I wanted something modular, and something easy to store. In the end I settled on a simple system using cheap round drinks coasters.
I chose coasters because they were cheap, because I could sit them next to one another with ease, and because without the trees they could also be used for rough terrain, or similar.
On each coaster I traced out some circles where the trees would go, painted the remainder with PVA and liberally coated them with sand I nicked from my son's sand-pit.
After shaking off the loose sand and undercoating them:
I used a dark brown paint, followed by several lighter layers of dry-brushing - each of course lighter than the last, with the final layer being a very thin coat of a flesh tone.
Lastly I added some static grass to break up the monotony. They aren't highly detailed bases, but with the trees on board they look perfectly table-suitable.
The trees themselves were a part of a Woodland Scenics pine trees kit. There were a mountain load of trees in there, so I have plenty. The trees themselves were relatively easy to put together: cut away the bases (which I also glued to metal washers to make them a little more likely to stay upright), glue them, twist the trunks to splay the branches out in different directions, and finally add the clump foliage.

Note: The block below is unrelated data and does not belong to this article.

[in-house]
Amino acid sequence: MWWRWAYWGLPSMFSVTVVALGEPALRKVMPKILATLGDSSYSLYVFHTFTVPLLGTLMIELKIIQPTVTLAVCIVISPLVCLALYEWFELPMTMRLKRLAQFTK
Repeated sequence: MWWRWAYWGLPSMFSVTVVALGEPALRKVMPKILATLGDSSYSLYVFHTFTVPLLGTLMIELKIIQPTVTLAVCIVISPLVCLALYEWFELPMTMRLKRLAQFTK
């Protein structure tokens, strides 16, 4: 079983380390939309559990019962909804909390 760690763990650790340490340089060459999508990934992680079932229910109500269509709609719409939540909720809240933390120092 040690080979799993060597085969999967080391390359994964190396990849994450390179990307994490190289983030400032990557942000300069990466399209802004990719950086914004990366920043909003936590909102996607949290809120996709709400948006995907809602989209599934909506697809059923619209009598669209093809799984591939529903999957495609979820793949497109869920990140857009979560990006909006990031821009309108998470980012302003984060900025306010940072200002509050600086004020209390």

Woodland Scenics recommends using their Hob-e-Tac glue - which worked perfectly well, although seem to never dry fully (rather the point I think). I liberally sprayed the foliage afterwards with watered down PVA to help them stay together.
All done they are not majestic and amazing scenic dioramas, but they look reasonable, were cheap and quick to make, look good on the table, and can be used to make lots of little copses or a couple of larger forests - I'm happy.
Being used in a game of Song of Blades and Heroes:
|Different shaped coasters in use...|